Bishop of Antipolo defends the CBCP.
One of the main reasons, if not the main reason, why the Catholic Church is against the House Bill 4244 (Reproductive Health Bill or Responsible Parenthood Bill) is that the bill directs the government to promote contraception and to give free contraceptives to people. According to Father Bernas, SJ (Sounding Board, Philippine Daily Inquirer, May 23, 2011), this opposition of the Church is against religious freedom. He says that, because of religious freedom, “the state should not prevent people from practicing responsible parenthood according to their beliefs nor may churchmen compel President Aquino, by whatever means, to prevent people from acting according to their religious belief.”
First of all, by opposing the RH Bill, the Catholic Church is not moving for the ban of contraceptives (the non-abortifacient ones), although she would be happy if these contraceptives were banned. At present, in the Philippines, anyone can buy contraceptives from drugstores and even from some “convenience stores”. What the Church is against, I repeat, is that government should promote contraception and provide free contraceptives to people. Therefore it is wrong to say that the Church wants the government to “prevent people from practicing responsible parenthood according to their religious belief” and that the Catholic churchmen are compelling “President Aquino, by whatever means, to prevent people from acting according to their religious beliefs.” What the church does is to try to convince President Aquino and our senators and congressmen not to enact a law that directs the government to promote contraception and provide free contraceptives to people.
It is also good to point out that the church teaching regarding contraceptives is not based on Faith or revelation, although it is confirmed by our Faith. This church teaching is based on natural law, which we know through natural reason. By studying through correct reasoning the nature of the human person, we arrive at this teaching regarding contraception. All human beings, Catholic or not, are obliged to act according to right reason. By the efforts of the Church to go against the RH Bill, the Church is not imposing her religious beliefs on others. She is trying to stop a bill which is against natural law, a law which all human beings, Catholic or not, should follow. The RH Bill, judged from the principles of natural law, is against the good of the human person and the common good. The Congregation for the Doctrine of the Faith in its “Doctrinal Note regarding the Participation of Catholics in Political Life” tells us that all citizens, including Catholics, have the right “to base their contribution to society and political life – through the legitimate means available to everyone in a democracy – on their particular understanding of the human person and the common good.” In a democracy, any group of citizens has the right to campaign and lobby so that what they consider to be good for the country are enacted into law and what they deem to be harmful for the country are not enacted into law.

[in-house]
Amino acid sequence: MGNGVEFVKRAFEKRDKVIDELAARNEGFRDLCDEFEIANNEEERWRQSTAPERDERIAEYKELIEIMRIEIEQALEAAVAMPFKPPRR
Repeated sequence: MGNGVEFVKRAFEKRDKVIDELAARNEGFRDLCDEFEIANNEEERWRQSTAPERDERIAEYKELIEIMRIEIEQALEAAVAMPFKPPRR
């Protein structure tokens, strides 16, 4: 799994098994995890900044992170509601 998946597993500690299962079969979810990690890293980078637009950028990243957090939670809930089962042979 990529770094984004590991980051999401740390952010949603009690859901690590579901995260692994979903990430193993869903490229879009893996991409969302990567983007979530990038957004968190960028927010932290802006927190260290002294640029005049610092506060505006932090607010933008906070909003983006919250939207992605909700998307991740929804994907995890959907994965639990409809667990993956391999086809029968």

Father Bernas says further in his column that we live in a pluralist society. This is true and, therefore, we should respect the beliefs and opinions of others. But there is a limit to this pluralism. We cannot accept an “ethical pluralism “which ignores the principles of natural ethics and yield to ephemeral cultural and moral trends, as if every outlook on life were of equal value.” (Doctrinal Note on the Participation of Catholics in Political Life)
Father Bernas also quotes the “Compendum on the Social Teaching of the Catholic Church: “Because of its historical and cultural ties to a nation, a religious community might be given special recognition on the part of the State. Such recognition must in no way create discrimination within the civil or social order for other religious groups” and “Those responsible for government are required to interpret the common good of their country not only according to the guidelines of the majority but also according to the effective good of all the members of the community, including the minority.” The Church, by opposing the HB 4244, is “interpreting the common good of the country not only according to the guidelines of the majority but also according to the effective good of all the members of the community, including the minority.” In opposing the bill the Church is interpreting the common good according to the guidelines of natural law, which is valid for all, the minority as well as the majority. Benedict XVI says that natural law must be the foundation of democracy, so that those in power are not given the chance to determine what is good or evil [Zenit.org. Vatican City, Oct. 5, 2007].
Regarding freedom, Benedict XVI said in his Address to the International Congress on Natural Law: “…yet taking into account that human freedom is always a freedom shared with others, it is clear that the harmony of freedom can be found only in what is common to all: the truth of the human being, the fundamental message of being itself, exactly the “lex naturalis.”
GABRIEL V. REYES, D.D.
Bishop of Antipolo